Nightshade, Bittersweet (Solanum dulcamara L.)
Clinical signs vary with irritant effect caused by the intact glycoalkaloid or saponin, and the nervous effects of the alkaloid. Irritant effects include hypersalivation, anorexia, severe gastrointestinal disturbances, with diarrhea that is often early and hemorrhagic. The nervous effects include apathy, drowsiness, depression, confusion, progressive muscular weakness, numbness, dilated pupils, trembling, labored breathing, nasal discharge, rapid heartbeat, weak pulse, bradycardia, central nervous system depression, and incoordination, often accompanied by paralysis of the rear legs. Coma may occur without other nervous signs. High doses may cause intestinal stasis and constipation. Hemolysis and anemia, possibly a result of saponins, have been reported, with renal failure in severe cases. Terminal signs include unconsciousness, shock, paralysis, coma, circulatory and respiratory depression, and death. The course varies from sudden death to 3-4 days of illness which may terminate in death or recovery. in less acutely poisoned animals, there may be yellow discoloration of the skin in unpigmented areas, weakness, incoordination, tremors of the rear legs, anemia, rapid heart rate and bloat.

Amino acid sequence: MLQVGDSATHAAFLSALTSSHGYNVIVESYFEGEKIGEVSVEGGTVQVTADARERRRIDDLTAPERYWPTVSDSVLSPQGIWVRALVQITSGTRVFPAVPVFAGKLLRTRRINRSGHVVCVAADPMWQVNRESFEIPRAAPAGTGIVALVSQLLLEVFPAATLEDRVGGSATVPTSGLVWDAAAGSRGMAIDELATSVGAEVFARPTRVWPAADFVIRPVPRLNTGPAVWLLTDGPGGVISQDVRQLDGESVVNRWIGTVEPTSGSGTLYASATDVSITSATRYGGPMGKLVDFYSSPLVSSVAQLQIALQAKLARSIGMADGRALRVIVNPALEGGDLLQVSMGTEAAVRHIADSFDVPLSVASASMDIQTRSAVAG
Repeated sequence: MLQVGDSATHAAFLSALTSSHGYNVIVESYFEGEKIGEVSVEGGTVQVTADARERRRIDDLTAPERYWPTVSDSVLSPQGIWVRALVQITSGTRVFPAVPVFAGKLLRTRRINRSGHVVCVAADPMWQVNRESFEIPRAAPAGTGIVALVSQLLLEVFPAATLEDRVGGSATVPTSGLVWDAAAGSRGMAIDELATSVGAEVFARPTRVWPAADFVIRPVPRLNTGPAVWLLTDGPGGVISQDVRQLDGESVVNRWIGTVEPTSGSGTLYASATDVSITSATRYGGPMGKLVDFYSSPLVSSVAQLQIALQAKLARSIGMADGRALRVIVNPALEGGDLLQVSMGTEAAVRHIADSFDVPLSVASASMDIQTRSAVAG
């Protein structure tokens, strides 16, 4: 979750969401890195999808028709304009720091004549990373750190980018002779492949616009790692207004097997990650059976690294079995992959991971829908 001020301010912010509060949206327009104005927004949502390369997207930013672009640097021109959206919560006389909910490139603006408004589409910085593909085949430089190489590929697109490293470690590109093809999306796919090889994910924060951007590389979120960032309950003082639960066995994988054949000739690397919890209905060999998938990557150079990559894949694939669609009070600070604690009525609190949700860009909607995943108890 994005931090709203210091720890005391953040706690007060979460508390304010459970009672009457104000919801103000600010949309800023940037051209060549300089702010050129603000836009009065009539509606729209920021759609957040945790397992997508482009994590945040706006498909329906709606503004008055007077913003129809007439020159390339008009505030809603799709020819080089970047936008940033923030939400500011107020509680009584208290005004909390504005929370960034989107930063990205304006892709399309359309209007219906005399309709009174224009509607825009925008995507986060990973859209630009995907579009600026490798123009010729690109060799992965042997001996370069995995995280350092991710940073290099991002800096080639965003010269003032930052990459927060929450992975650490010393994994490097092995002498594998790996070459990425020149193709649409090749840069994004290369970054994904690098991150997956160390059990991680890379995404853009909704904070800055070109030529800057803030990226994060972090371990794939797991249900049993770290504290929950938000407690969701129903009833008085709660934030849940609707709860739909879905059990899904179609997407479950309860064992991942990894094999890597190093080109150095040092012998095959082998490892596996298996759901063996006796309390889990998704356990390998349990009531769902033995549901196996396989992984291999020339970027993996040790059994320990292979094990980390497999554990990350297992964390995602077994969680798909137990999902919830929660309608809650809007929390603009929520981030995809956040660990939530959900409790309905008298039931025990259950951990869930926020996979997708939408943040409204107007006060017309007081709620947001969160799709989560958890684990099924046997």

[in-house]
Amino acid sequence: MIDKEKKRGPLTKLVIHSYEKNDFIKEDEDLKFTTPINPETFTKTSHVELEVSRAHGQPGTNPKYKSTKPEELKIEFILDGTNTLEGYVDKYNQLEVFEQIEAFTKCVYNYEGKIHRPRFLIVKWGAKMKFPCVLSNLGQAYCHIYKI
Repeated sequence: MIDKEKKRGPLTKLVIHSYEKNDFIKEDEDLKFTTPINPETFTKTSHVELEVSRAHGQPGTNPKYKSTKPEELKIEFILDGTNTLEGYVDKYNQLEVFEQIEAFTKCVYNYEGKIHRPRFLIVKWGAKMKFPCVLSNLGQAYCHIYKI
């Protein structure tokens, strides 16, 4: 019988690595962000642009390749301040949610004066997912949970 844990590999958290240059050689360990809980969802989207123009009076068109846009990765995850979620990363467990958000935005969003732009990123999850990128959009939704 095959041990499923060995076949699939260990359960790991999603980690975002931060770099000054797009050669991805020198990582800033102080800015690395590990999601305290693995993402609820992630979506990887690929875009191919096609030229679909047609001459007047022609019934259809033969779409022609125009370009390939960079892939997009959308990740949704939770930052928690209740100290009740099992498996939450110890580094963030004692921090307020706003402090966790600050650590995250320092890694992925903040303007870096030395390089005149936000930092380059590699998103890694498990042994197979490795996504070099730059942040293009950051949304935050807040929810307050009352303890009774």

| Description | Distribution | Conditions of poisoning | Control | Toxic principle |
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